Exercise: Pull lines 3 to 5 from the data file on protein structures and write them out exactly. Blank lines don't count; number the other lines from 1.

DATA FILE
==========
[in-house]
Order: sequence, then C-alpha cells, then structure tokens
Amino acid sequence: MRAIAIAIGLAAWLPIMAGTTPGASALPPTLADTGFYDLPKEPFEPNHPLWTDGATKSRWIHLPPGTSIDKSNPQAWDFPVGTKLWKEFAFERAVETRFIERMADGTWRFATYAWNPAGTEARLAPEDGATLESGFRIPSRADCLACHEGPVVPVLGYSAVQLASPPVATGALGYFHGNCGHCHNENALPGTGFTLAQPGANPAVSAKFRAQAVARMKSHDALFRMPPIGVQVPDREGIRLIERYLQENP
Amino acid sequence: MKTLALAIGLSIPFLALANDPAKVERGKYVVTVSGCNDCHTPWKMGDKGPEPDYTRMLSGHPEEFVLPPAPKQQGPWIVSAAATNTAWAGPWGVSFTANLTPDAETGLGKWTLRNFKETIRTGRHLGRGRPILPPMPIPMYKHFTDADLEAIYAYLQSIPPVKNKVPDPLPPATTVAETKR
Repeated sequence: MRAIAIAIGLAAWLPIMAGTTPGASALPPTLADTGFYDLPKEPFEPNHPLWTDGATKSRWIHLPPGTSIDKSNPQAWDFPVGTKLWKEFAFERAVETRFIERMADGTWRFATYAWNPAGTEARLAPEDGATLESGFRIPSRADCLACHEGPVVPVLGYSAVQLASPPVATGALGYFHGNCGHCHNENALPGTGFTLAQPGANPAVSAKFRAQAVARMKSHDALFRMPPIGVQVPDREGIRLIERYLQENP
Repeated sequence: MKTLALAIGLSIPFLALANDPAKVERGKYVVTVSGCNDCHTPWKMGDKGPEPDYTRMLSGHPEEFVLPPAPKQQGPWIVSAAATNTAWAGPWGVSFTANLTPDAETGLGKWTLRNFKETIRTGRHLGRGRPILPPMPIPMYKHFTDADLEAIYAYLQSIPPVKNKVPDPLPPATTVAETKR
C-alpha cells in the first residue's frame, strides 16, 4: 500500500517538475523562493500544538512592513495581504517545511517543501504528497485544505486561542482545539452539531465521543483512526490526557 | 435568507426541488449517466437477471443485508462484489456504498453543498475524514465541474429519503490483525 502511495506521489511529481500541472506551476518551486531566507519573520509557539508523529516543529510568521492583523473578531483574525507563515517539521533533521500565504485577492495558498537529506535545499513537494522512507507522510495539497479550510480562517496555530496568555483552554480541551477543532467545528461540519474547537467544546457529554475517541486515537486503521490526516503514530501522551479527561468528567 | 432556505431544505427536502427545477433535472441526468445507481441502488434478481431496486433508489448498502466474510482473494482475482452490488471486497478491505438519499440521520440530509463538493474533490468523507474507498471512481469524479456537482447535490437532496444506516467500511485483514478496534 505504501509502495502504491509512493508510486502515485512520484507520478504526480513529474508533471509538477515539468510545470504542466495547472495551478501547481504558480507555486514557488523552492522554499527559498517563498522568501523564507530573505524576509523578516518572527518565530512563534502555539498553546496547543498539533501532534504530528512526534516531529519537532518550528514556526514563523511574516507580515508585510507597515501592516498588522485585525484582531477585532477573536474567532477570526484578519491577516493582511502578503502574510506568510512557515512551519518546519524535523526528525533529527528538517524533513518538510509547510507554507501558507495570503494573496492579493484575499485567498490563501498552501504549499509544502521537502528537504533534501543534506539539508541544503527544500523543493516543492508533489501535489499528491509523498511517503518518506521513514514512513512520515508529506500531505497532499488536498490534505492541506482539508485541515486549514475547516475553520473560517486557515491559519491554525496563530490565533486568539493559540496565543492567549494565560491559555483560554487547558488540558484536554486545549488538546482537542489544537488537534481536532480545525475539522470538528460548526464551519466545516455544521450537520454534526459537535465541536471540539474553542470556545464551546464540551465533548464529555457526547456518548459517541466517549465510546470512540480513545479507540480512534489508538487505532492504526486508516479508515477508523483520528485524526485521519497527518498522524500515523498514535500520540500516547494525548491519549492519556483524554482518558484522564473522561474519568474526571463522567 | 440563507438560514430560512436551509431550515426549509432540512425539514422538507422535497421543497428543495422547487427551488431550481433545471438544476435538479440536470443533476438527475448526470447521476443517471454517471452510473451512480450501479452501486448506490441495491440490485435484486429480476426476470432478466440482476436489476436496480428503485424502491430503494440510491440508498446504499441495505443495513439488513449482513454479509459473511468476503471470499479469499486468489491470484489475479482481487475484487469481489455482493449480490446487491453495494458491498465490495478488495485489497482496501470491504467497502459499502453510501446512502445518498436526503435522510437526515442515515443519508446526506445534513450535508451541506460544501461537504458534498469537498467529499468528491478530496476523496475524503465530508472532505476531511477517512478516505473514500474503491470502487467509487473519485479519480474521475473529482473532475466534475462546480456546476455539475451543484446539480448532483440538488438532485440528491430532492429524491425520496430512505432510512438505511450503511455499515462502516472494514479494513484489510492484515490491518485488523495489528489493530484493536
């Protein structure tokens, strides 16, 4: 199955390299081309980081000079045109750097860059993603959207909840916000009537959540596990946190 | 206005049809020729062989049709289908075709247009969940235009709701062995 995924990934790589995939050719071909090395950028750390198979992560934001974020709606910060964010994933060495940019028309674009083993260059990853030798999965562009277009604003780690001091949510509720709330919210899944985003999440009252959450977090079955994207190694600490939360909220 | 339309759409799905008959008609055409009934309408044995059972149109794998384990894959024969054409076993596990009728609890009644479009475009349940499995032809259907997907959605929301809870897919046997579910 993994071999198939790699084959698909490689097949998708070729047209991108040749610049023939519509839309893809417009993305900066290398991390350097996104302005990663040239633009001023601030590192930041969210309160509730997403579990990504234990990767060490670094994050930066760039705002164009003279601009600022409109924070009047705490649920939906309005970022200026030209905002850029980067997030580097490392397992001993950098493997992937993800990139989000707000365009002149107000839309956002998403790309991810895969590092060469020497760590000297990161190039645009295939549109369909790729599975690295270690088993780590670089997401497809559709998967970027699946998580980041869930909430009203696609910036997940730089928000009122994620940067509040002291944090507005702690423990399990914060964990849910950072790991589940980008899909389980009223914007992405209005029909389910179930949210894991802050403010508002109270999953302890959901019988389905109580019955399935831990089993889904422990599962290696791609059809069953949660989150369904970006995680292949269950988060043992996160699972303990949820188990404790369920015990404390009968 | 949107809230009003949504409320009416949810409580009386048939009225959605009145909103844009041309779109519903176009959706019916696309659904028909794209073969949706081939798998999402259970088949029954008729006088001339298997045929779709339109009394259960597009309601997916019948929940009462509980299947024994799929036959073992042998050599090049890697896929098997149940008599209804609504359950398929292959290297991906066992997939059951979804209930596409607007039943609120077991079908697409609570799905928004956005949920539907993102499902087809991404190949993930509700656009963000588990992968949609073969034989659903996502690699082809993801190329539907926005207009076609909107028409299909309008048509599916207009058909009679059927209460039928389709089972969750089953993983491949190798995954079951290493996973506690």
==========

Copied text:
Amino acid sequence: MRAIAIAIGLAAWLPIMAGTTPGASALPPTLADTGFYDLPKEPFEPNHPLWTDGATKSRWIHLPPGTSIDKSNPQAWDFPVGTKLWKEFAFERAVETRFIERMADGTWRFATYAWNPAGTEARLAPEDGATLESGFRIPSRADCLACHEGPVVPVLGYSAVQLASPPVATGALGYFHGNCGHCHNENALPGTGFTLAQPGANPAVSAKFRAQAVARMKSHDALFRMPPIGVQVPDREGIRLIERYLQENP
Amino acid sequence: MKTLALAIGLSIPFLALANDPAKVERGKYVVTVSGCNDCHTPWKMGDKGPEPDYTRMLSGHPEEFVLPPAPKQQGPWIVSAAATNTAWAGPWGVSFTANLTPDAETGLGKWTLRNFKETIRTGRHLGRGRPILPPMPIPMYKHFTDADLEAIYAYLQSIPPVKNKVPDPLPPATTVAETKR
Repeated sequence: MRAIAIAIGLAAWLPIMAGTTPGASALPPTLADTGFYDLPKEPFEPNHPLWTDGATKSRWIHLPPGTSIDKSNPQAWDFPVGTKLWKEFAFERAVETRFIERMADGTWRFATYAWNPAGTEARLAPEDGATLESGFRIPSRADCLACHEGPVVPVLGYSAVQLASPPVATGALGYFHGNCGHCHNENALPGTGFTLAQPGANPAVSAKFRAQAVARMKSHDALFRMPPIGVQVPDREGIRLIERYLQENP